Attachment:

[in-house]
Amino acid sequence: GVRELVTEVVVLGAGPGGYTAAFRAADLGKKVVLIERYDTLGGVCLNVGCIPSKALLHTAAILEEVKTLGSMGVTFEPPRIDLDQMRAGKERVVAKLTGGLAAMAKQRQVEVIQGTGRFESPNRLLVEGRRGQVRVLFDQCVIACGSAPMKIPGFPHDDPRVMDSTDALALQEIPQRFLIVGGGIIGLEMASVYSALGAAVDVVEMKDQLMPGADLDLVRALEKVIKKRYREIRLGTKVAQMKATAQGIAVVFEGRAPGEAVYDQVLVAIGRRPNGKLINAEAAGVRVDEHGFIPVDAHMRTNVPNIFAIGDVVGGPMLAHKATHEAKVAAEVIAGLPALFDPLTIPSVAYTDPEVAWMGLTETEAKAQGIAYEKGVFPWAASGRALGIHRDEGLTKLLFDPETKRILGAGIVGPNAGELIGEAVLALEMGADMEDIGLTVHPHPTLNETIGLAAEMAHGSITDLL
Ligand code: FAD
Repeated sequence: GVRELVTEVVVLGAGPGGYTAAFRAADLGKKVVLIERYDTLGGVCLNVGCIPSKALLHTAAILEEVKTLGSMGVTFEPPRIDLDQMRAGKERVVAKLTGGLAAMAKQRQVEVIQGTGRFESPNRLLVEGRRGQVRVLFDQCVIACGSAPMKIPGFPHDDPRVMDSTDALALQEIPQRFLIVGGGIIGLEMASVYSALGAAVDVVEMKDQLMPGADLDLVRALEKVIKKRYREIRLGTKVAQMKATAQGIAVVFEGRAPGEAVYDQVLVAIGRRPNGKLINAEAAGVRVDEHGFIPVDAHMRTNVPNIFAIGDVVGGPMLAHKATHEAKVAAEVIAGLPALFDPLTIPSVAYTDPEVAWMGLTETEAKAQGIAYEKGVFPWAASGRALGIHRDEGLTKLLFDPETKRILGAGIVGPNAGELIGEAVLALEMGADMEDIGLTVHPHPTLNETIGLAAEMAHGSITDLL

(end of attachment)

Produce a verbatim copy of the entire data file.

[in-house]
Amino acid sequence: GVRELVTEVVVLGAGPGGYTAAFRAADLGKKVVLIERYDTLGGVCLNVGCIPSKALLHTAAILEEVKTLGSMGVTFEPPRIDLDQMRAGKERVVAKLTGGLAAMAKQRQVEVIQGTGRFESPNRLLVEGRRGQVRVLFDQCVIACGSAPMKIPGFPHDDPRVMDSTDALALQEIPQRFLIVGGGIIGLEMASVYSALGAAVDVVEMKDQLMPGADLDLVRALEKVIKKRYREIRLGTKVAQMKATAQGIAVVFEGRAPGEAVYDQVLVAIGRRPNGKLINAEAAGVRVDEHGFIPVDAHMRTNVPNIFAIGDVVGGPMLAHKATHEAKVAAEVIAGLPALFDPLTIPSVAYTDPEVAWMGLTETEAKAQGIAYEKGVFPWAASGRALGIHRDEGLTKLLFDPETKRILGAGIVGPNAGELIGEAVLALEMGADMEDIGLTVHPHPTLNETIGLAAEMAHGSITDLL
Ligand code: FAD
Repeated sequence: GVRELVTEVVVLGAGPGGYTAAFRAADLGKKVVLIERYDTLGGVCLNVGCIPSKALLHTAAILEEVKTLGSMGVTFEPPRIDLDQMRAGKERVVAKLTGGLAAMAKQRQVEVIQGTGRFESPNRLLVEGRRGQVRVLFDQCVIACGSAPMKIPGFPHDDPRVMDSTDALALQEIPQRFLIVGGGIIGLEMASVYSALGAAVDVVEMKDQLMPGADLDLVRALEKVIKKRYREIRLGTKVAQMKATAQGIAVVFEGRAPGEAVYDQVLVAIGRRPNGKLINAEAAGVRVDEHGFIPVDAHMRTNVPNIFAIGDVVGGPMLAHKATHEAKVAAEVIAGLPALFDPLTIPSVAYTDPEVAWMGLTETEAKAQGIAYEKGVFPWAASGRALGIHRDEGLTKLLFDPETKRILGAGIVGPNAGELIGEAVLALEMGADMEDIGLTVHPHPTLNETIGLAAEMAHGSITDLL